Bike by Ilkerender
Plenty of adults haven’t ridden a bicycle since learning as a kid, so choosing a new bike can seem overwhelming. But don’t give up so easily! There are lots of bike options available to you and great stores to advise you when in doubt. The first step for picking the right bicycle is just asking yourself a key question: “What is the main thing I want to use my bike for?”
If you just want to take it out on the weekends or for the occasional outing with the family then your main concern will be comfort. The seat of a bike that isn’t ridden all the time doesn’t get worn in, so you will want something comfortable that you don’t dread riding. You might also want to opt for something with an upright riding position, as it is more comfortable not to be bent over on a leisurely ride.
These needs can easily be met by a comfort hybrid. Something like the Opus Classico is nice because the seat has a lot of cushion and the gears are simple to use. You can easily pick up a leisure bike for somewhere around $400-$800. But you don’t need to break the bank for a bike that you’re only going to use every once in a while; just make sure you get one that is comfortable and easy to ride because, after all, if you aren’t using it all the time, it will last you a long while.
Toronto Biking by James
If, however, you want to bike on a daily basis and perhaps use it to get to and from work, something a little tougher might be called for. Performance hybrids are great for downtown biking because they are easy to maneuver, they go fast, and they can take on bumps and sharp turns with ease. Also, many of them come with “braze-ons” which allow you to attach a rack for carrying your work bags or other travel items. If your usual routes are pretty straight, you may opt for a performance hybrid that is a little more lightweight and can therefore go faster. But if your routes take you through parks or over a lot of bumpy stretches, a versatile hybrid might be better because it has thicker tires and is generally more durable. A good option to take a look at for commuting is the KHS Urban Express. It is rugged but not too heavy and has mountain-bike-style handling.
Good Day for Biking by
If you’re interested in getting into mountain biking, you will want a bike specified to that task. Mountain bikes are typically heavier and have fatter tires, which means they go slower and are therefore not ideal for road cycling. You can switch out the tires on a mountain bike for thinner ones with higher air pressure if you want it to double as a road bike. Your speed will still be less than that of someone with a true road bike, but this is an ideal solution if you have an old mountain bike in your garage that you want to get multiple uses out of. It is important to keep in mind that mountain bikes typically have flat handlebars and therefore allow for only one hand position. This means that you can experience some hand numbness over longer rides. Bottom line: mountain bikes can be used for other purposes, but if you’re going to invest in one, it is best that you have some kind of park or range near you where you will get the most use out of it. You can pick one up at a used bike store for a couple hundred, or if you’re feeling more serious, you can invest in a new one for anywhere in the upper hundreds.
Road bike by Bob
If it is going fast on long stretches of flat road that interests you then a road bike is your number one choice. The price range for a good road bike can be somewhere in the $700-900 range if it is used or on a clearance sale and can go all the way up into the multiple thousands for brand new. What is important to remember is that each element of a road bike (seat, handlebars, tires, pedals) can be switched out and/or upgraded to suit your needs.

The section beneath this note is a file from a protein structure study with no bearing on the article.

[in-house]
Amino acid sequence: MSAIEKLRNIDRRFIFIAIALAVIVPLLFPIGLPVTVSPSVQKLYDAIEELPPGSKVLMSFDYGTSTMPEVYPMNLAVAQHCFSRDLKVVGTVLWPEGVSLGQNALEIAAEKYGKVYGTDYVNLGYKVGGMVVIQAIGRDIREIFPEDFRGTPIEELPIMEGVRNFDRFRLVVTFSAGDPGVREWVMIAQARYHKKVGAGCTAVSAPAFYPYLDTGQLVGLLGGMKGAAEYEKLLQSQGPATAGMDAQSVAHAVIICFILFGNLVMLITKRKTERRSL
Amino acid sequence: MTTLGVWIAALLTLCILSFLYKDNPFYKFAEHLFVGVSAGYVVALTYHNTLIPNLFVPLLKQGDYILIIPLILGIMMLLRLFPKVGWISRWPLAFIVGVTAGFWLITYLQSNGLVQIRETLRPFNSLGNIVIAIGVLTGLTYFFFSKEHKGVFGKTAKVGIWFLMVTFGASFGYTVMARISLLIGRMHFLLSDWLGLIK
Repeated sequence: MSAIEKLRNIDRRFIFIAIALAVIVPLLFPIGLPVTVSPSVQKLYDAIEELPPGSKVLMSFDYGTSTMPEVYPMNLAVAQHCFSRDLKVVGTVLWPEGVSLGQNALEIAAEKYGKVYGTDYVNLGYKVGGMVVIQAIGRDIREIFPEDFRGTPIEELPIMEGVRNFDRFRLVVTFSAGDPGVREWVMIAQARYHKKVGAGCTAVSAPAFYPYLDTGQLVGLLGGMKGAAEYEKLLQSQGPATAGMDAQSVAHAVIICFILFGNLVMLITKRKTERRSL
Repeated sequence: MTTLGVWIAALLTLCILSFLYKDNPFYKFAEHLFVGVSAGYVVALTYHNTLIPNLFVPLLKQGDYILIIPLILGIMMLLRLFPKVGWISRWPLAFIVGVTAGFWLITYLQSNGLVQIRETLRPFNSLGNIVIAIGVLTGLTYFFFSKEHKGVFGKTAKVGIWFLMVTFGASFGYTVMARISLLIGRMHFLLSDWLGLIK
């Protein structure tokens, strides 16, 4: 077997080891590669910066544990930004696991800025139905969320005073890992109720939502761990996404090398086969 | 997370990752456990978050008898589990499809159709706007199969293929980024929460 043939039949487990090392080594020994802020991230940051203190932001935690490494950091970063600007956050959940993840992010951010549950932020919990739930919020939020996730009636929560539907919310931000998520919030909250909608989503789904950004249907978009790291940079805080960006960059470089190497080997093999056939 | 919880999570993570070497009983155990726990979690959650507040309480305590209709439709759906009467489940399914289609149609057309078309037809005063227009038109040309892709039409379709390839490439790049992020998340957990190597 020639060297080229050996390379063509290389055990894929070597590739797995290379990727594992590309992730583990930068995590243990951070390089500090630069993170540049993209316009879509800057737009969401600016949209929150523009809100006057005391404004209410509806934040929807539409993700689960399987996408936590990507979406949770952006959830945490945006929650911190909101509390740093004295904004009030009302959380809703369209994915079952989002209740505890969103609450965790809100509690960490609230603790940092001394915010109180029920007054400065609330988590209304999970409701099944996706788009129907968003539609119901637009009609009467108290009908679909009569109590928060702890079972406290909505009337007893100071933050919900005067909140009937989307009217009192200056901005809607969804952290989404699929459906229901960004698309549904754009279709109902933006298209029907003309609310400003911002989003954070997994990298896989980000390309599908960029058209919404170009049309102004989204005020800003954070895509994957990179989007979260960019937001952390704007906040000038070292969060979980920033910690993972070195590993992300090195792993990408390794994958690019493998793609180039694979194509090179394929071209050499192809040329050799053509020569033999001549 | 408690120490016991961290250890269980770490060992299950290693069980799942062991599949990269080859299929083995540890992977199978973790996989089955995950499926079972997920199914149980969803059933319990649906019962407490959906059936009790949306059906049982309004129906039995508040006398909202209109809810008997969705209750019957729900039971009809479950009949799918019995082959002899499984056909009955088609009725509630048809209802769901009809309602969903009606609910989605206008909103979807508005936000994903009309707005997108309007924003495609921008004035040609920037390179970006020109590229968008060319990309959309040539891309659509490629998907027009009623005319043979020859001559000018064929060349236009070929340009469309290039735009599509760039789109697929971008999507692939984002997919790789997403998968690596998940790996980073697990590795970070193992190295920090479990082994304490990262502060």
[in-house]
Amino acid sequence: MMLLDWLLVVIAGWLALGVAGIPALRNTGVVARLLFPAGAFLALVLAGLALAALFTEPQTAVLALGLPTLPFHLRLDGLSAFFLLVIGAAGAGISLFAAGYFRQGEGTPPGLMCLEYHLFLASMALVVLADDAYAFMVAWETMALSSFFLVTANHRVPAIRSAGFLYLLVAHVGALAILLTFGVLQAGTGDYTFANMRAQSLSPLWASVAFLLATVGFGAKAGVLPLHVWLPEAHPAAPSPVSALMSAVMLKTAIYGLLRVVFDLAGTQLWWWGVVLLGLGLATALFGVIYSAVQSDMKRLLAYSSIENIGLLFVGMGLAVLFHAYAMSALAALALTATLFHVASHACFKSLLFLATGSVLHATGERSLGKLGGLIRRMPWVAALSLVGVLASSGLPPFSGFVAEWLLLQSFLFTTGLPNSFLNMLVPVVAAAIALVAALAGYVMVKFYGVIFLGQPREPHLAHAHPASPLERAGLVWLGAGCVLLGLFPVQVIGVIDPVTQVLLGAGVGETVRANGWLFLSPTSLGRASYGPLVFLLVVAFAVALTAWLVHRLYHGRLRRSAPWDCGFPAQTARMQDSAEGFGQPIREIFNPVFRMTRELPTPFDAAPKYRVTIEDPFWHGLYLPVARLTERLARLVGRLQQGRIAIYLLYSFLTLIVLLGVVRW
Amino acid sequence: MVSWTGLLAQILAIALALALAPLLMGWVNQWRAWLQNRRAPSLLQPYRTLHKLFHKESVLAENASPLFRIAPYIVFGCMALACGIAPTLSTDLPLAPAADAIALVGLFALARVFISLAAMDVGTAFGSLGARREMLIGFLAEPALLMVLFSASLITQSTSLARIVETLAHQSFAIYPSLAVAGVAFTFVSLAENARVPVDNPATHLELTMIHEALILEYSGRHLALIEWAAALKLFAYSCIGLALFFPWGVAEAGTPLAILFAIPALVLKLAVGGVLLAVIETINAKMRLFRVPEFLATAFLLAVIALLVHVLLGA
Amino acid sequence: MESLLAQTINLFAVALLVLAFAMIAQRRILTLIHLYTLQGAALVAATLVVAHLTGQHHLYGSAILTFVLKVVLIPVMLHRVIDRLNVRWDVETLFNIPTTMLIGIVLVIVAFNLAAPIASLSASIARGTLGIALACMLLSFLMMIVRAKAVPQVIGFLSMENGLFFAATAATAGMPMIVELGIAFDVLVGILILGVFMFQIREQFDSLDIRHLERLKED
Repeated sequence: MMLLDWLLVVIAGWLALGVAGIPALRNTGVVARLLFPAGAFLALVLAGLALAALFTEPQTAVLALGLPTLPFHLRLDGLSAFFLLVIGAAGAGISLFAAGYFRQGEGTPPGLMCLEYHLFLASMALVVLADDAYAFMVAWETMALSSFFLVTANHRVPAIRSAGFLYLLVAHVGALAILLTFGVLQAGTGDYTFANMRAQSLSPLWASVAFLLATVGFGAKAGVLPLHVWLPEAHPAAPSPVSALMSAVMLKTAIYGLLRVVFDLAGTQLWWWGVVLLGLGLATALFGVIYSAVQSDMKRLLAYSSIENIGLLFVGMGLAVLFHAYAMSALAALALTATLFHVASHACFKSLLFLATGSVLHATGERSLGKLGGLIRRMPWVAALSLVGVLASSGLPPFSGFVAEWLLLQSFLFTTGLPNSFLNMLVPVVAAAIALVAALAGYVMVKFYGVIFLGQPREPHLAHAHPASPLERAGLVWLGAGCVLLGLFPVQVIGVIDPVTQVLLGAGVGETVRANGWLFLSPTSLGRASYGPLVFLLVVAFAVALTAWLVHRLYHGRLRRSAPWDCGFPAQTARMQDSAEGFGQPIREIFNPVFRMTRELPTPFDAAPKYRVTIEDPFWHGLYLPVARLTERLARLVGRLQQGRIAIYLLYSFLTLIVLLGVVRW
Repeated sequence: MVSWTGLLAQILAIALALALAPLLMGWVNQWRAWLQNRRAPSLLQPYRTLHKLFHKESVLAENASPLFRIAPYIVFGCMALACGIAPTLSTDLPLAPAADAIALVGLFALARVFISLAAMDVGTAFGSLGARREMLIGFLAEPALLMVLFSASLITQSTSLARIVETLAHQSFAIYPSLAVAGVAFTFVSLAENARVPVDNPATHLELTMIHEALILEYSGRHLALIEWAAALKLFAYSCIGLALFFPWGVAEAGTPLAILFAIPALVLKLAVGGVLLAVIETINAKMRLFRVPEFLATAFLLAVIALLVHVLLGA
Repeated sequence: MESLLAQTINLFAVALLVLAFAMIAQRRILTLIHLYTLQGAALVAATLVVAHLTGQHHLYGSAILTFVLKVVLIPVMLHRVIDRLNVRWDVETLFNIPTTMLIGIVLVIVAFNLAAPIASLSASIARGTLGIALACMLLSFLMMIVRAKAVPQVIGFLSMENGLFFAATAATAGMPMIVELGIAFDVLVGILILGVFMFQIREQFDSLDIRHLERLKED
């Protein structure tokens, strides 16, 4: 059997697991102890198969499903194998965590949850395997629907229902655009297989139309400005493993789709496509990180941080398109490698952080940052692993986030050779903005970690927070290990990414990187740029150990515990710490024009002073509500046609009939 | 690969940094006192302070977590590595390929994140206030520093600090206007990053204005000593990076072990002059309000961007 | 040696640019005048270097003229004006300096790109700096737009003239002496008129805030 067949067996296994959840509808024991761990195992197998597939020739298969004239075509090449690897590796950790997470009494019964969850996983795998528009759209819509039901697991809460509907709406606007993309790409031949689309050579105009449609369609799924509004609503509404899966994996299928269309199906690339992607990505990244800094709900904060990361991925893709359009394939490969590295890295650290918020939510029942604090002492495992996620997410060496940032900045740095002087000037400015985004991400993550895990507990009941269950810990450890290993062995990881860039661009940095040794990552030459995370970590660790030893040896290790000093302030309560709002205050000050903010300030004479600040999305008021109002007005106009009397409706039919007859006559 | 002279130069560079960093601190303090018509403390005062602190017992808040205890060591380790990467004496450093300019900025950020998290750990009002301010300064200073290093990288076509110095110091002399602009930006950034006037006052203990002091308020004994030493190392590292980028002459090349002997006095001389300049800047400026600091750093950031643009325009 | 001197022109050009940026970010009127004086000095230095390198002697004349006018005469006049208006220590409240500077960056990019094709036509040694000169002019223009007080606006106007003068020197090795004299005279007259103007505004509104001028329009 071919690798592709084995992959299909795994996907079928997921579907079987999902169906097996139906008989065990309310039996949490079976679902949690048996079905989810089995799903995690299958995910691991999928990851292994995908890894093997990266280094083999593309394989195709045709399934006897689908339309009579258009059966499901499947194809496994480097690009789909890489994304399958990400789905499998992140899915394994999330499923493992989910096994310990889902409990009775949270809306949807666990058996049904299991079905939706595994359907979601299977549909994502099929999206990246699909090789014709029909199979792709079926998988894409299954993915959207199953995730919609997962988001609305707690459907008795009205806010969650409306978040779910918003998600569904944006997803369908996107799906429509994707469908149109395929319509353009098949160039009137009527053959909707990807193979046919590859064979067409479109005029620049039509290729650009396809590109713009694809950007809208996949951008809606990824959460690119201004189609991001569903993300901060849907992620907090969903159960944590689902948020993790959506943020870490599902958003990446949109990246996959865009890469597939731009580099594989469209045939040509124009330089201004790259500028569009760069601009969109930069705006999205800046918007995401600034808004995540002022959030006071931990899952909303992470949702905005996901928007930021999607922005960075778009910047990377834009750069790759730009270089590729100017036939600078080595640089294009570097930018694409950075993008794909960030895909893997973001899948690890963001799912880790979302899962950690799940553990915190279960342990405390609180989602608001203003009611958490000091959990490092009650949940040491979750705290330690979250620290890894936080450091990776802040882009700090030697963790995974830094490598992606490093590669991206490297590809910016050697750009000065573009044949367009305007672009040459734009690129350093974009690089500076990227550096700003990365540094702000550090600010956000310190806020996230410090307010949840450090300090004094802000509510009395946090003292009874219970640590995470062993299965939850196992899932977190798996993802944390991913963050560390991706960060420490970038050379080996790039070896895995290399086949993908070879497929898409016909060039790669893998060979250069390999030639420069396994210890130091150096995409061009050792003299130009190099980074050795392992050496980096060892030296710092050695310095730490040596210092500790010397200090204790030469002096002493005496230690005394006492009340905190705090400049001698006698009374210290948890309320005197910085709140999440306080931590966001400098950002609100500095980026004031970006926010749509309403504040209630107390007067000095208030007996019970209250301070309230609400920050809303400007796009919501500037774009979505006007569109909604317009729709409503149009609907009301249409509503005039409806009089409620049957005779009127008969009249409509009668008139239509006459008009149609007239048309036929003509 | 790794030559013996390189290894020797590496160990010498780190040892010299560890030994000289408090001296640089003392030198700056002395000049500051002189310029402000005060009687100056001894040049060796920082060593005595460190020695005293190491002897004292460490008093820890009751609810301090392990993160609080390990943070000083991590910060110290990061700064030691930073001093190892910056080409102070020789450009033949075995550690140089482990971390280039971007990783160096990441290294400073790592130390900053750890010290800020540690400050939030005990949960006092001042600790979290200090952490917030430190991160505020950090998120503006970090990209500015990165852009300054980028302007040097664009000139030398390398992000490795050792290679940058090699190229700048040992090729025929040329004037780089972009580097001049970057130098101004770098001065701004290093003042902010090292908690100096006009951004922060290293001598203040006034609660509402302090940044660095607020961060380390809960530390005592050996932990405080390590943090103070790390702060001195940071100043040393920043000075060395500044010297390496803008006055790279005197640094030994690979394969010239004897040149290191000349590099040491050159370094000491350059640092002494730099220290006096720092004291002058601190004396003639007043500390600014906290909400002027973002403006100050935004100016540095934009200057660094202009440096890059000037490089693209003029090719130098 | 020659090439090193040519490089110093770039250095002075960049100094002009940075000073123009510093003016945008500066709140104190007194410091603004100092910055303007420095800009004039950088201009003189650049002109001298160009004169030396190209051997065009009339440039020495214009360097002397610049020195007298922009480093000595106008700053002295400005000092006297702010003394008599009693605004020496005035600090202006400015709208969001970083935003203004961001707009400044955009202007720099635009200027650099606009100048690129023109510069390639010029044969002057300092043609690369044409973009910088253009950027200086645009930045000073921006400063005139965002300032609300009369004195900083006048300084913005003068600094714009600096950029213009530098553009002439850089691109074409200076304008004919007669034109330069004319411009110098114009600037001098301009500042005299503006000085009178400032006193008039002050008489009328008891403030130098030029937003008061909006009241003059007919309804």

Tune Your Bike
For example, the seats are designed specifically for men’s and women’s needs, respectively, and for various degrees of comfort. Regardless of how comfortable a seat you get, you will still want to invest in biking shorts for any ride over 15 minutes. These are shorts with padding built in that help to reduce saddle sores when biking longer distances. If you are going to get into competitive road cycling, you will want to invest in items such as clip-in pedals and shoes as well as “tri-bars,” which allow for a more aerodynamic position. This style of bike can take some getting used to, as the sitting position and steering style are a little different. The seat is almost in line with the handlebars, so you may feel like you’re falling forward the first few times you take it out.
The steering is also very sensitive, so don’t be alarmed if you feel jerky in the time it takes to get used to it. Road bikes are ideal for longer distances because their handlebars have “drop bars” which allow for a greater variety of hand positions. They are light-weight bikes that come apart easily and therefore are easy to travel with.
Queens Park Grand Prix
by Marc Falardean
If the main reason you are shopping for a bike is to get involved in races then a lot more research is necessary. The most important thing here is to not make any rush decisions. Race bikes are more expensive than your basic hybrid bikes because they are scientifically engineered for the best possible performance. So shop around! Stop in at a few bike stores and see what they have to offer you.
If you stop by a bike shop and find the prices a little too much for you as a beginner, that’s okay! There are some great bike stores in Toronto, such as Mike the Bike and Charlie’s Bike Shop, that sell reliable used bikes for reasonable prices. And if you have any questions about what kind of bike is right for you, I find the staff at Urbane Cyclist extremely qualified and helpful. Whatever your cycling needs, there is a bike for you, and Toronto is filled with great bicycle stores to help you make sense of the biking world!